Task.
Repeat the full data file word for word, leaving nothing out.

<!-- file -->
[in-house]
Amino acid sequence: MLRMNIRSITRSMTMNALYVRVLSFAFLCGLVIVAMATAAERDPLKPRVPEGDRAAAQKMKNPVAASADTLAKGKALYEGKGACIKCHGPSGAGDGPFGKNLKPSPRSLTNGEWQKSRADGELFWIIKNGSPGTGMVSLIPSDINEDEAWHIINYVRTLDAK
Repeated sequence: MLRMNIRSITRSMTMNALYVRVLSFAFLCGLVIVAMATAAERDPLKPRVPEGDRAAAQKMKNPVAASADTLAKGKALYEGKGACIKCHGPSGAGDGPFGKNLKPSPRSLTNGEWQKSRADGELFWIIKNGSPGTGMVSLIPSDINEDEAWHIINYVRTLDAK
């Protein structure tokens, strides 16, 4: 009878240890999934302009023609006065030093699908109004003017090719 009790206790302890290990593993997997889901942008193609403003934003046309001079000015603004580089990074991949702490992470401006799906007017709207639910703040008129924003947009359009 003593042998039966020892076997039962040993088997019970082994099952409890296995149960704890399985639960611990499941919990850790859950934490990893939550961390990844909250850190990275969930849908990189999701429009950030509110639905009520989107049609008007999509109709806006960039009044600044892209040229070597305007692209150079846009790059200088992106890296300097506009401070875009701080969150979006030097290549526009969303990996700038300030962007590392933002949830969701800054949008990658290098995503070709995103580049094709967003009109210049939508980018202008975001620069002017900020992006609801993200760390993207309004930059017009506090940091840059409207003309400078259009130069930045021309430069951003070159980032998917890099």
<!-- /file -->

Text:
[in-house]
Amino acid sequence: MLRMNIRSITRSMTMNALYVRVLSFAFLCGLVIVAMATAAERDPLKPRVPEGDRAAAQKMKNPVAASADTLAKGKALYEGKGACIKCHGPSGAGDGPFGKNLKPSPRSLTNGEWQKSRADGELFWIIKNGSPGTGMVSLIPSDINEDEAWHIINYVRTLDAK
Repeated sequence: MLRMNIRSITRSMTMNALYVRVLSFAFLCGLVIVAMATAAERDPLKPRVPEGDRAAAQKMKNPVAASADTLAKGKALYEGKGACIKCHGPSGAGDGPFGKNLKPSPRSLTNGEWQKSRADGELFWIIKNGSPGTGMVSLIPSDINEDEAWHIINYVRTLDAK
């Protein structure tokens, strides 16, 4: 009878240890999934302009023609006065030093699908109004003017090719 009790206790302890290990593993997997889901942008193609403003934003046309001079000015603004580089990074991949702490992470401006799906007017709207639910703040008129924003947009359009 003593042998039966020892076997039962040993088997019970082994099952409890296995149960704890399985639960611990499941919990850790859950934490990893939550961390990844909250850190990275969930849908990189999701429009950030509110639905009520989107049609008007999509109709806006960039009044600044892209040229070597305007692209150079846009790059200088992106890296300097506009401070875009701080969150979006030097290549526009969303990996700038300030962007590392933002949830969701800054949008990658290098995503070709995103580049094709967003009109210049939508980018202008975001620069002017900020992006609801993200760390993207309004930059017009506090940091840059409207003309400078259009130069930045021309430069951003070159980032998917890099």